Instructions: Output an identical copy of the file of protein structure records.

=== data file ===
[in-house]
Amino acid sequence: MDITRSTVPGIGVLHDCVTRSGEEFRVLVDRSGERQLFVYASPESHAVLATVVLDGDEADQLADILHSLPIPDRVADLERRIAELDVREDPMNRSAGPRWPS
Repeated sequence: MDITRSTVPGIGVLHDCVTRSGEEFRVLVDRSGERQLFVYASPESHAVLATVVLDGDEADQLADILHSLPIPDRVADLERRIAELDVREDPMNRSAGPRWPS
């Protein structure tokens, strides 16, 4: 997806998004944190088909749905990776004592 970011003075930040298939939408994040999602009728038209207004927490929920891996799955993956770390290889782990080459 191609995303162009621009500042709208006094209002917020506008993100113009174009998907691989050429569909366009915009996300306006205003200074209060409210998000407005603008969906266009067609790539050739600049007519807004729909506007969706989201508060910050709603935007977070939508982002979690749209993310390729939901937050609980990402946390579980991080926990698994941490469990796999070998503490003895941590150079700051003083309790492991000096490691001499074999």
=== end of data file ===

[in-house]
Amino acid sequence: MDITRSTVPGIGVLHDCVTRSGEEFRVLVDRSGERQLFVYASPESHAVLATVVLDGDEADQLADILHSLPIPDRVADLERRIAELDVREDPMNRSAGPRWPS
Repeated sequence: MDITRSTVPGIGVLHDCVTRSGEEFRVLVDRSGERQLFVYASPESHAVLATVVLDGDEADQLADILHSLPIPDRVADLERRIAELDVREDPMNRSAGPRWPS
């Protein structure tokens, strides 16, 4: 997806998004944190088909749905990776004592 970011003075930040298939939408994040999602009728038209207004927490929920891996799955993956770390290889782990080459 191609995303162009621009500042709208006094209002917020506008993100113009174009998907691989050429569909366009915009996300306006205003200074209060409210998000407005603008969906266009067609790539050739600049007519807004729909506007969706989201508060910050709603935007977070939508982002979690749209993310390729939901937050609980990402946390579980991080926990698994941490469990796999070998503490003895941590150079700051003083309790492991000096490691001499074999």